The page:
Archive for Září, 2011

Guidelines For Avoiding Costly Mistakes Plastic Parts

Guidelines For Avoiding Costly Mistakes Plastic Parts

Errors, that newcomers regularly make whilst beginning to design plastic parts can often be discovered by Rapid prototype parts before commencing to construct an injection mold. I am going to point out some frequently made mistakes and present several suggestions for designing the perfect plastic parts.

The procedure of producing plastic parts differs from making other components like metal parts. An important practice in designing plastic components is to attempt to sustain identical wall thickness. Parts with uneven wall thickness are likely to cool irregularly and leave bad shrink marks which are noticeable on the outer surface. In addition, this might bring about tension at the junction of high and low shrinkage and cause the part to warp.

Given that plastic components are shaped by injection molding, they must be designed with a draft. Draft is the angle of taper of a wall. A draft angle of 0.5 degrees is considered as a bare minimum for many appliances. Draft angles of 1.5 to 2 degrees are regarded normal for plastic injection molding.

Whilst using a thin wall thickness, every so often it is required to increase the stiffness of a component. One frequently used technique is to include ribs. Yet, when adding ribs a few guidelines have to be adhered to. The thickness of the rib ought to be smaller than the wall thickness. Typically ribs are 60% to 80% of the wall thickness and spaced no less than 2 times the wall thickness apart. Don’t make the height of the rib upwards of 3 times the wall thickness. It is better to increase the quantity of ribs as opposed to the rib height.

Bosses are utilized as components need to be mounted and are now and then designed with thick wall sections that may affect the look of the final parts.  As a guideline , the wall thickness around a boss should be 60% of the nominal part thickness if that thickness is smaller than 1/8 inches. If the part thickness is more than 1/8 inches, the nominal part thickness ought to be 40% of the wall thickness. In order to avoid sink marks and voids, the next rule should be observed when determining the height of the boss. Ideally the maximum height of the boss ought to be no more than 2.5 times the boss hole diameter.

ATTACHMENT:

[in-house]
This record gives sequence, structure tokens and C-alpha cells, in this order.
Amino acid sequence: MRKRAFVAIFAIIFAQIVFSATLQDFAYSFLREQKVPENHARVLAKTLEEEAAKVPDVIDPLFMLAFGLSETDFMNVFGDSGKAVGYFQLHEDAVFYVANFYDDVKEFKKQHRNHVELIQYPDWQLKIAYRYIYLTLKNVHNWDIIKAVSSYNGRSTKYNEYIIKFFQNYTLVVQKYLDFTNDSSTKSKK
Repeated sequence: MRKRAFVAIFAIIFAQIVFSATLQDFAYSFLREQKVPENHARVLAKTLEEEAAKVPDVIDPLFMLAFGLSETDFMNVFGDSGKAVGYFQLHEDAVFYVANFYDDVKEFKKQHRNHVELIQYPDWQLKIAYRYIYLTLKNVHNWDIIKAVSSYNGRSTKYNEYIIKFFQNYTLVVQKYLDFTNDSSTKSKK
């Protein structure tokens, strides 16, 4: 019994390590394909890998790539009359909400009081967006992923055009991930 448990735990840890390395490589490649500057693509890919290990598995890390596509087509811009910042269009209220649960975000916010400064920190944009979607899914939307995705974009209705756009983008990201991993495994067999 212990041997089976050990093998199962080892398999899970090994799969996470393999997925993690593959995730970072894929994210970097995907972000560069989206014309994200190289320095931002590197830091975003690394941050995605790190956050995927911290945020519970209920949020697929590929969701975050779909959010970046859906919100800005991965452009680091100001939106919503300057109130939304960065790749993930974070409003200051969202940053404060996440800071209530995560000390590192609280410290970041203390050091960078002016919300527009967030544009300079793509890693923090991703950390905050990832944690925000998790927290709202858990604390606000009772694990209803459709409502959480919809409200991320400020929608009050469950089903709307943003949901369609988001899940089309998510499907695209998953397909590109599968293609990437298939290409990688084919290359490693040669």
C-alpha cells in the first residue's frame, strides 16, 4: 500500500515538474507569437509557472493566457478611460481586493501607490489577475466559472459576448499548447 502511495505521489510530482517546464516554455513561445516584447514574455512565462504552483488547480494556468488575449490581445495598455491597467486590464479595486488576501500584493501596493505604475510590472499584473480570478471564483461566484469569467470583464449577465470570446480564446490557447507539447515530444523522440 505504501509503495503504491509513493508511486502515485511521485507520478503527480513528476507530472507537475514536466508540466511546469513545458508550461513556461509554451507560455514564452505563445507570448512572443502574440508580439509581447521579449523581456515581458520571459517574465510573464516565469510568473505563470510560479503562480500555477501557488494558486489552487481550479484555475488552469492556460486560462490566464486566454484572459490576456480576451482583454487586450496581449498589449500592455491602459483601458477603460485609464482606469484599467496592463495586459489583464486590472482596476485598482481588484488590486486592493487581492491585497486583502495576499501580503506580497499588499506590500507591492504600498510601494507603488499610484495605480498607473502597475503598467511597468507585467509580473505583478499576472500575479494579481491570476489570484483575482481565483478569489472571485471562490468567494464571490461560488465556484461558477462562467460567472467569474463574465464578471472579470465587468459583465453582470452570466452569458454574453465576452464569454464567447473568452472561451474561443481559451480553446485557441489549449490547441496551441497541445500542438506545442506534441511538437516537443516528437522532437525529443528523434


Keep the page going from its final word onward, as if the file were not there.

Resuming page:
When designing plastic components, sharp corners should be avoided. Sharp corners can lessen part strength and act as stress risers. Sharp corners moreover effect plastic flow causing parts with nasty surface patterns. The internal radius of bosses and ribs should be one quarter of the part thickness, yet a minimum of 0.015. The inside radius of other corners ought to be a minimum of half the wall thickness. The exterior radius should be the internal radius plus the part thickness.

Guidelines For Avoiding Costly Mistakes Injection Molded Plastic Parts

Guidelines For Avoiding Costly Mistakes Injection Molded Plastic Parts

Mistakes, which newcomers regularly make whilst beginning to design plastic components can regularly be discovered via Rapid prototype parts before starting to construct an injection mold. I will point out a number of usually made mistakes and present some pointers for designing the perfect plastic components.

The method of manufacturing plastic components is different from producing other components such as metal components. An important practice in designing plastic components is to try to maintain identical wall thickness. Parts with irregular wall thickness are likely to cool unevenly and leave nasty shrink marks that are visible on the outside. In addition, this might cause stress at the junction of high and low shrinkage and cause the part to warp.

Given that plastic components are shaped by injection molding, they ought to be designed with a draft. Draft is the angle of taper of a wall. A draft angle of 0.5 degrees is considered as a bare minimum for a lot of appliances. Draft angles of 1.5 to 2 degrees are regarded customary for plastic injection molding.

Whilst using a thin wall thickness, now and then it is crucial to raise the rigidity of a part. One usually used technique is to add ribs. While inserting ribs, be sure to make the thickness of the ribs less than the thickness of the wall. Normally, ribs have 60% to 80% of the wall thickness. When multiple ribs are utilized, they must be spaced at the least 2 times the wall thickness apart. It is best to keep the height of the ribs less than 3 times the wall thickness and rather add more ribs instead of increasing the height of the ribs.

Bosses are another design building block used for mounting and assembly purposes. Regularly, bosses are designed with thick wall sections that can influence the appearance of the plastic component and the finished product.  As a guideline , the wall thickness around a boss ought to be 60% of the nominal part thickness if that thickness is smaller than 1/8 inches. If the part thickness is more than 1/8 inches, the nominal part thickness ought to be 40% of the wall thickness. In order to avoid sink marks and voids, the next rule ought to be adhered to while determining the height of the boss. Ideally the greatest height of the boss should be no more than 2.5 times the boss hole diameter.